Paint your faces! Hang up your flags! Buy a novelty pack of Budweiser because you can get a free plastic glass that lights up! Surrender your body to World Cup fever!
The tournament is now in full swing. Russia have brushed Saudi Arabia aside, Spain & Portugal played out a classic, Lionel Messi missed a penalty against Iceland, and Germany were beaten by Mexico! It’s enough to make you giddy and soon it will be England’s turn to add to the chaos.
We all have differing relationships with England. There’s been times when I’ve found it hard to relate to a side which play their competitive home games over 300 miles away and have an entitlement which is totally alienating to someone who supports Sunderland. I’ve never been particularly comfortable with nationalism either, leading to conflicting emotions when it comes to following my country.
That isn’t to say I haven’t fully backed England at every tournament since I can remember, far from it. From being gutted when Ronaldinho lobbed David Seaman, to leaping about my mates living room when we thought Raheem Sterling had opened the scoring against Italy – a moment where I still don’t fully understand what happened.
What is vastly different to how I feel with regards to my country, is that the disappointment doesn’t last when compared to my club. The few flickers of elation are similar, or at least closer, but that’s because they’re easier. True, immovable, gut wrenching sadness is when you know something special has gripped you and unless I’ve been heavily influenced by alcohol, England haven’t come close to breaking my heart in the way Sunderland can.
Perversely, that’s why I’m quite excited to watch England at the 2018 World Cup. I really like the team Gareth Southgate has assembled, and I like the job he is doing. It may be down to failures in past competitions, but the lack of lofty expectations has also brought me closer to England, finding kinship in the type of team I’m used to supporting. It also helps that there’ll probably be two Mackems in the starting line up against Tunisia, but that’s merely a bonus.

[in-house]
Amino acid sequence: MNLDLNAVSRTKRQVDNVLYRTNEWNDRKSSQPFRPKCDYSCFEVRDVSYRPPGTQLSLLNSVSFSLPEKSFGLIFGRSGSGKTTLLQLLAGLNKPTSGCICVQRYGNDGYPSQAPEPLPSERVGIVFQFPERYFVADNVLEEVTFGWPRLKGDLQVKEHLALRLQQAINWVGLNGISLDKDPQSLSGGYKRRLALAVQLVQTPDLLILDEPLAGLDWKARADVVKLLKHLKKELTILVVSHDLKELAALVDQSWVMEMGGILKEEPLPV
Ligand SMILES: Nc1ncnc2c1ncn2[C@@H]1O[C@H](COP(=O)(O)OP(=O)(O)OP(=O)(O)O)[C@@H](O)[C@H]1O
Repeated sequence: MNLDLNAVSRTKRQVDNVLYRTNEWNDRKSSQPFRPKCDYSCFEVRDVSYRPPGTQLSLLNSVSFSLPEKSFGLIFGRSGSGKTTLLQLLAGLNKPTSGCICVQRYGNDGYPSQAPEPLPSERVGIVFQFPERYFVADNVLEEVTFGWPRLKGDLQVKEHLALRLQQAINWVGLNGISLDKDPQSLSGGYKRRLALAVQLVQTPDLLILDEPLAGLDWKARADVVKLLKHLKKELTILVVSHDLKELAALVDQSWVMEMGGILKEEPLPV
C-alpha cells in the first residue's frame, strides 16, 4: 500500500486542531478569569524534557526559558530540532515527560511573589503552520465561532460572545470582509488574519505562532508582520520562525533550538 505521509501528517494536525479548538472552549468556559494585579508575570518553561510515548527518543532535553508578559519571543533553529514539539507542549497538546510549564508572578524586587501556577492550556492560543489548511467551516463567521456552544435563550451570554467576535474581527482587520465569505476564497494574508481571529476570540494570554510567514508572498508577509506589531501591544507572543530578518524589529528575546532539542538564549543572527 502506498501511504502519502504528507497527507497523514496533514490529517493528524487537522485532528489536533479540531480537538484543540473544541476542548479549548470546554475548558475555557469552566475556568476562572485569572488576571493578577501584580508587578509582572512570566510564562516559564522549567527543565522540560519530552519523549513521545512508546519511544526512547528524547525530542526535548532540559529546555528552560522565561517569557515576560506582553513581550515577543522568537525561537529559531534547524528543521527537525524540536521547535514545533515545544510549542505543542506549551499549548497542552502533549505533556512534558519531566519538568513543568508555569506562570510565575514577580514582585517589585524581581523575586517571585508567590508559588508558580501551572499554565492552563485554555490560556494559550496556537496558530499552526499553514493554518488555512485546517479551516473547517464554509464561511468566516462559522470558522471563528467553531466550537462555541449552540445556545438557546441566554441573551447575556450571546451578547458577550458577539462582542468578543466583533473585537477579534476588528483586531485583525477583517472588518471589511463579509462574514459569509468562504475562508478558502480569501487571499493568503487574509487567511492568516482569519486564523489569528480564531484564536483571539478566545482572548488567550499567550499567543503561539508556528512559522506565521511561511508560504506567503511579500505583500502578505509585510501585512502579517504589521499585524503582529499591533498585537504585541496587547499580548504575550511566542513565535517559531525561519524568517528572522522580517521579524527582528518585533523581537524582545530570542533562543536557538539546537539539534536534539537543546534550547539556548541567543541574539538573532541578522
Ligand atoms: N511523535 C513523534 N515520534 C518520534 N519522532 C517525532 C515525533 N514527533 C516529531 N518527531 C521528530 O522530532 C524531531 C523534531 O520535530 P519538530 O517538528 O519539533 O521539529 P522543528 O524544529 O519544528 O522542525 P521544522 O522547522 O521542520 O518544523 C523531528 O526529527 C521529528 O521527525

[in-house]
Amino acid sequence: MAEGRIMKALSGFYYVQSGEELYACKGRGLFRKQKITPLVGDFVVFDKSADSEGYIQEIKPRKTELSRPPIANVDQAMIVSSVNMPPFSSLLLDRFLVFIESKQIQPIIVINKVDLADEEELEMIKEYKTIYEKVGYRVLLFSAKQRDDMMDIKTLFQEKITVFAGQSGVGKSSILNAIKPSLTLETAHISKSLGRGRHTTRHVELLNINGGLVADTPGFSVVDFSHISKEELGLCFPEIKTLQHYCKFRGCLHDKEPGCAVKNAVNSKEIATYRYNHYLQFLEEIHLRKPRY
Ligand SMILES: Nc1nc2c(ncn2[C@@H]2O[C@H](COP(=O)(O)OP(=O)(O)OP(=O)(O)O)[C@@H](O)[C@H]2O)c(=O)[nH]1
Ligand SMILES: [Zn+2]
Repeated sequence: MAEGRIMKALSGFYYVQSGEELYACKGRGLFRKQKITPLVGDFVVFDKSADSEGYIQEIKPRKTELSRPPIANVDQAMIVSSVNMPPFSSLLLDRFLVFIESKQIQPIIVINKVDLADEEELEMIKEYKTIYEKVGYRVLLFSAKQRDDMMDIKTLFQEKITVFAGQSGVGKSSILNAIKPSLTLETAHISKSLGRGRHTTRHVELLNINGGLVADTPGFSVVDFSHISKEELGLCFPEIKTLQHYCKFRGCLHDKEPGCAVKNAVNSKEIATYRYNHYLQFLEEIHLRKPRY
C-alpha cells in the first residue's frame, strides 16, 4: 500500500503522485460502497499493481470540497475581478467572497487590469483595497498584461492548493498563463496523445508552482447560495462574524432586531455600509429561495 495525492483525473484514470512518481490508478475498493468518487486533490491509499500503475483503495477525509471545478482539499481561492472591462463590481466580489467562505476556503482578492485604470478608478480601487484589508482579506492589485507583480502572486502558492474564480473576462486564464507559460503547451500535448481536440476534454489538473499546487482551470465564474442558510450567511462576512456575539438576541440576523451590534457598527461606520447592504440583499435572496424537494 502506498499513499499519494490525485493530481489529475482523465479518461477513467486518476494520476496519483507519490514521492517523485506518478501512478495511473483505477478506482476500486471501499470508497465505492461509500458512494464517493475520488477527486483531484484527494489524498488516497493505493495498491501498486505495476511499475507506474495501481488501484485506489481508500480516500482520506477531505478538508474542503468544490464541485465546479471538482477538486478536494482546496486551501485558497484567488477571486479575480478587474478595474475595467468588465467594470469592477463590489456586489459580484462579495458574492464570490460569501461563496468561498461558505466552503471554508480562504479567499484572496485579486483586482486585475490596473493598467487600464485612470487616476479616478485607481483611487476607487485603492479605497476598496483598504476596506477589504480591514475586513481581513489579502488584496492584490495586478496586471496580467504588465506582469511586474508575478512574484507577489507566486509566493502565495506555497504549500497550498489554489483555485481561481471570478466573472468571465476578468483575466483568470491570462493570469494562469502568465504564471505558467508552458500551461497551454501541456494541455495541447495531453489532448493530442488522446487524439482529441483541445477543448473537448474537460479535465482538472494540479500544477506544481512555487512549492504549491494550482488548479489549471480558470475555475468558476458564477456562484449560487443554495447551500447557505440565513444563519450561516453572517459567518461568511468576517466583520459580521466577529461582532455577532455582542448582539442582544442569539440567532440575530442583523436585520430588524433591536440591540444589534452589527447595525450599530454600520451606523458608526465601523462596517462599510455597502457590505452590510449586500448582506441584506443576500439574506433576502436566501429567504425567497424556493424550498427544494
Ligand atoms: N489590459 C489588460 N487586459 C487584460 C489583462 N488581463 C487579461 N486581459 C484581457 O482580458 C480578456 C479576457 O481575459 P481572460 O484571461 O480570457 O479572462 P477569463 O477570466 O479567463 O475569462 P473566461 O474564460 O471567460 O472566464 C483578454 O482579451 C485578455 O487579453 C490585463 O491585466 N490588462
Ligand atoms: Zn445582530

I’ve reached the point where I can’t understand why any English football fan wouldn’t want to see this team succeed. So full of youth is this side that the 23 man squad only averages 19.5 caps per player. To put that into context, favourites Brazil average 28.1 caps and holders Germany boast 40.3.
We’ve been crying out for a fresher England squad for years and Southgate has given us just that. Furthermore, the lack of superstars has allowed the squad to develop an identity free of just throwing in the best players and hoping for the best.
There’s also the fact that most of the players are so bloody likeable. Fabian Delph posted a picture on Instagram of himself & Danny Rose when they were in Leeds United’s youth academy, followed by one of them in the plane to Russia and my heart melted. Trent Alexander-Arnold gives away shirts on Twitter and reveals that his mam checks if he’s wearing sun cream. Jordan Pickford will bring the New Monkey to Volgograd, for god’s sake!
Just a few reasons why their inevitable elimination will be so much sadder than usual. The squad looks like they’re having a great time out there, and I’m desperate for that to translate onto the pitch.
“Gareth Southgate – the whole of England is with you” says the commentary which Baddiel, Skinner & The Lightening Seeds sampled for their reprise of Three Lions in 1998. Hearing that part of the intro, which is followed by confirmation of Southgate’s penalty miss in Euro ‘96 before Frank Skinner leads a chorus of “we still believe”, genuinely gave me chills. A squad out to prove themselves, lead by a manager on a 20 year mission of redemption? Yes please!
Football is all about contrived narrative and I want this story pumped right into my veins.
Just like I want Sunderland to embark on a new journey starting with the upcoming season, I want this to be the start of something for England. One of the few positive glimmers of last season at the Stadium of Light was the emergence of some young gems who may be allowed to blossom in the upcoming campaign - a similar narrative could well be unfolding in Russia right now, and today we’ll get our first look at Southgate’s young side.
The World Cup and League One are just as far apart in miles as they are in quality, but the excitement at watching new talent announce themselves is remarkably similar to Sunderland’s current situation and it’s rejuvenated my support for England.